If Whit Stillman were a blogger, I believe he’d be a contributor at Maggie’s Farm.
Ivy League conservatives rejoiced twenty years ago when Metropolitan opened in the art houses. Here, at last, was a directorial voice speaking for us, someone sharing our appreciation for the surviving remnants of the belle monde, a sophisticated storyteller focused on the lifestyles of urban haute bourgeoisie of old family and private school background, recounting the minor scale epics and tragedies of the younger part of Upper East Side society with rueful and self-deprecating wit.
He moved location, in his second film Barcelona, exposing his American Innocents Abroad to deeply-entrenched-in-European-culture Anti-American prejudices, and seemed to be proceeding from strength to strength artistically.
But then, in 1998, came Last Days of Disco. Whit Stillman’s cynical, frivolous, and preppified personal world view somehow successfully crossed political and social barriers to appeal to a broad-based audience in his first two films, but Last Days of Disco seemed overly subjective and repelled audiences. No one in the late 1990s, other than Stillman it seems, lamented the passing of the Disco music era (most people were happy to participate in Disco record bonfires) or the demise of Studio 54.
The negative reception received by Last Days caused its director to vanish for twelve years, but as Mara Altman learns in an interview with Stillman appearing in First Things, rejoicing is in order. Whit Stillman is currently shooting another film due to be released next year.
[W]hen Disco didnâ€™t earn the accolades Stillman had come to expect, he decided to retreat from New York, his wife, two daughters, and wounded feelings in tow.
Mostly, though, Stillman just wanted to live somewhere cheaper. But he also had another problem: His trunk was empty. To him, a trunk means a body of material or manuscripts that a writer keeps around and, over time, can come back to rewrite and reconceive. He took his first stab at Barcelona in 1983. It took more than ten years and multiple rewrites before it hit the screen. â€œAfter I finished Disco, I had no trunk,â€ he says. â€œSince then, I have been recreating my trunk.â€ …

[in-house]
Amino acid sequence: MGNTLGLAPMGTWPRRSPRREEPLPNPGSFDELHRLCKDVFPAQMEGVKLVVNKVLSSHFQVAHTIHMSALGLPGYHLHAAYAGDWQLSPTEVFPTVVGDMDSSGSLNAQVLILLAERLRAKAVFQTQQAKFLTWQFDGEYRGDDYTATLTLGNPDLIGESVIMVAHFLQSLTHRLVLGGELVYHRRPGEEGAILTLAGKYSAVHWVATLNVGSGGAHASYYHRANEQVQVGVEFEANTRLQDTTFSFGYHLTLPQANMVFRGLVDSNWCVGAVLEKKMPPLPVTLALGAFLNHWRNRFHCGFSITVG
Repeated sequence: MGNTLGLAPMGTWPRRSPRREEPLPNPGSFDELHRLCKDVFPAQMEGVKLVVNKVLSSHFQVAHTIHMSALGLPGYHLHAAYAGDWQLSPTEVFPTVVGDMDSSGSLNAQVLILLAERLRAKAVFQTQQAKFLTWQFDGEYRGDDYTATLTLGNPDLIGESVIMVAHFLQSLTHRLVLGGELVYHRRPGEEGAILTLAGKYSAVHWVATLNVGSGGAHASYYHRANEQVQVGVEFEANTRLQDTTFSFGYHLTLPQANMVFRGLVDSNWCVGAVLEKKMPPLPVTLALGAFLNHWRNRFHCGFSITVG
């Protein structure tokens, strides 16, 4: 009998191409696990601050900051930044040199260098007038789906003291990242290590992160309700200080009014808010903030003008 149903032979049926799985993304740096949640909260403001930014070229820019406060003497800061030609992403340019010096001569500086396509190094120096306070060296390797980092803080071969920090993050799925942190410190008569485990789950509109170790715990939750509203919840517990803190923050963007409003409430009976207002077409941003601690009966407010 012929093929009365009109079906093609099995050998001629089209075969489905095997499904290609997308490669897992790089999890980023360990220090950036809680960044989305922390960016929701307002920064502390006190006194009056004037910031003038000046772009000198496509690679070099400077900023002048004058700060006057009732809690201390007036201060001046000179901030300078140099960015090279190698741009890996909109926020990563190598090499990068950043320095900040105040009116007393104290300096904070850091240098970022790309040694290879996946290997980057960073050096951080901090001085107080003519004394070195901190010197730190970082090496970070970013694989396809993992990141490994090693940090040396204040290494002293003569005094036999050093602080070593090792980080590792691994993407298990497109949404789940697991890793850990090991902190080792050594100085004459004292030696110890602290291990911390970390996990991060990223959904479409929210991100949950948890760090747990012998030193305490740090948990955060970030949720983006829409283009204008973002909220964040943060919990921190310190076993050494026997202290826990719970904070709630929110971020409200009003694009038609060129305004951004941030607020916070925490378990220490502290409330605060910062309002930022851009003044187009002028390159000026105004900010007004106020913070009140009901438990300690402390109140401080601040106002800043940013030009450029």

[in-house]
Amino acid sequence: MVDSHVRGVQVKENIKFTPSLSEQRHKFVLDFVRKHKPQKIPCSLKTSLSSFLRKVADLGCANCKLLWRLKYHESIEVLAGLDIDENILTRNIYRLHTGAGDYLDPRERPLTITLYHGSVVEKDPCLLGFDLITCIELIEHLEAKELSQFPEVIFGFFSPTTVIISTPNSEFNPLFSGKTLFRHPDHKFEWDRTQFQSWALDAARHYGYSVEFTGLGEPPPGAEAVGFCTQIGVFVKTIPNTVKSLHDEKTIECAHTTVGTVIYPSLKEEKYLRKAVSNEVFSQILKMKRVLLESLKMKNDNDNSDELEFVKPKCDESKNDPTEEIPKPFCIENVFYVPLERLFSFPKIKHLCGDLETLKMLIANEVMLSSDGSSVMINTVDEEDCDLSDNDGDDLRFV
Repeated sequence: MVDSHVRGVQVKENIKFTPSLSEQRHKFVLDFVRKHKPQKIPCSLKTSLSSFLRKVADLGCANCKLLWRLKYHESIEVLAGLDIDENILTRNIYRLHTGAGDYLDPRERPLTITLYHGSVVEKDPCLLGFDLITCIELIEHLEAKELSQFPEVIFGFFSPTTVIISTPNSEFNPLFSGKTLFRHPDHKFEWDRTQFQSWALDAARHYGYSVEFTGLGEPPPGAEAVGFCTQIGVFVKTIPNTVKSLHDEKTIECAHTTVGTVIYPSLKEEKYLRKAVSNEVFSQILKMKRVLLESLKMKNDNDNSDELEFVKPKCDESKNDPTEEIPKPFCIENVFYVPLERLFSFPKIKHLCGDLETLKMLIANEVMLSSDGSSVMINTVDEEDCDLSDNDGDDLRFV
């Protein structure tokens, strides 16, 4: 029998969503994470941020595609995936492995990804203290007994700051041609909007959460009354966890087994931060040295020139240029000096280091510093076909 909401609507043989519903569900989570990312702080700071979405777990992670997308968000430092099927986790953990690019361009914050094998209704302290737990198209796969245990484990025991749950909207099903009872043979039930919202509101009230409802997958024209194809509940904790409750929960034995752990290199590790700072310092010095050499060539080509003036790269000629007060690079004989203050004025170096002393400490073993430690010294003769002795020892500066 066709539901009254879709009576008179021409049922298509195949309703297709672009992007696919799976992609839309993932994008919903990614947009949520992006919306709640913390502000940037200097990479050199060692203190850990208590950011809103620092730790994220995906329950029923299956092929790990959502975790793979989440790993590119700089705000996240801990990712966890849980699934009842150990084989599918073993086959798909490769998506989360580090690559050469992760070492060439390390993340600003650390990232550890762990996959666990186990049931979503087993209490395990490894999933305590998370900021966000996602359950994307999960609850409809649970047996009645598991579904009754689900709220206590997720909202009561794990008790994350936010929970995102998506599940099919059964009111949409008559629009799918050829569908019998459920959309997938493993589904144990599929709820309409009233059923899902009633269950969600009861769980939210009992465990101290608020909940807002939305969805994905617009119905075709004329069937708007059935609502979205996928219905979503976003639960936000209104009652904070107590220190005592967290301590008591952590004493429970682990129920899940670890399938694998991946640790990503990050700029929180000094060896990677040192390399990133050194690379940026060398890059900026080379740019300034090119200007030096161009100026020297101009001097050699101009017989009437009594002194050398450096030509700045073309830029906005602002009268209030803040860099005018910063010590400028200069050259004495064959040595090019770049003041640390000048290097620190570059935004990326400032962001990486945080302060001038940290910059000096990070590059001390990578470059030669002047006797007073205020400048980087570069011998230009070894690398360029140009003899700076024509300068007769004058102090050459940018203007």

[T]he wait is almost over. Under the cloak of secrecy, Stillman has at last returned to the role of director. He has just finished shooting his first movie in twelve years, on the streets of New York, his home again after several years of self-imposed European exile. Its working title is Damsels in Distress, and itâ€™s about a group of perfume-obsessed college girlsâ€”some suffer from nasal-shock syndrome at the faintest sniff of B.O.â€”who run a suicide-prevention center. Stillman has raised the money and written the script, which has a honed Whitonian perspective and Whit-icisms galore. And although the film offers the possibility of a cameo appearance by Stillman staple Chris Eigeman, who has appeared in all three of his movies, it will not make a quadrilogy of his trilogy. â€œThis film is different,â€ Stillman says. â€œCompletely different. Okay, not completely different, but itâ€™s different.â€
I didn’t think much of Last Days when I saw it the first few times, but recently one of the cable networks was playing it and replaying it for several weeks. I not only grew fonder of the film. I found myself watching it over and over without tiring of it. Several individual performances, particularly Kate Beckinsale’s, inspired admiration, and the cad’s wronging of the sweet and intelligent Alice (ChloÃ« Sevigny) increasingly moved this viewer.
Let’s hope that the years in exile have refilled the Stillman steamer trunk to overflowing, and that Damsels in Distress marks the beginning of a long and productive second career stage. Whit Stillman working in Dunkin’ Doughnuts. Whit Stillman frequenting diners. That just isn’t right. Hopefully Damsels will be a hit, and his Cobb Salads will be henceforward ordered in the Harvard Club.
Hat tip to Susan Vigilante via Walter Olson.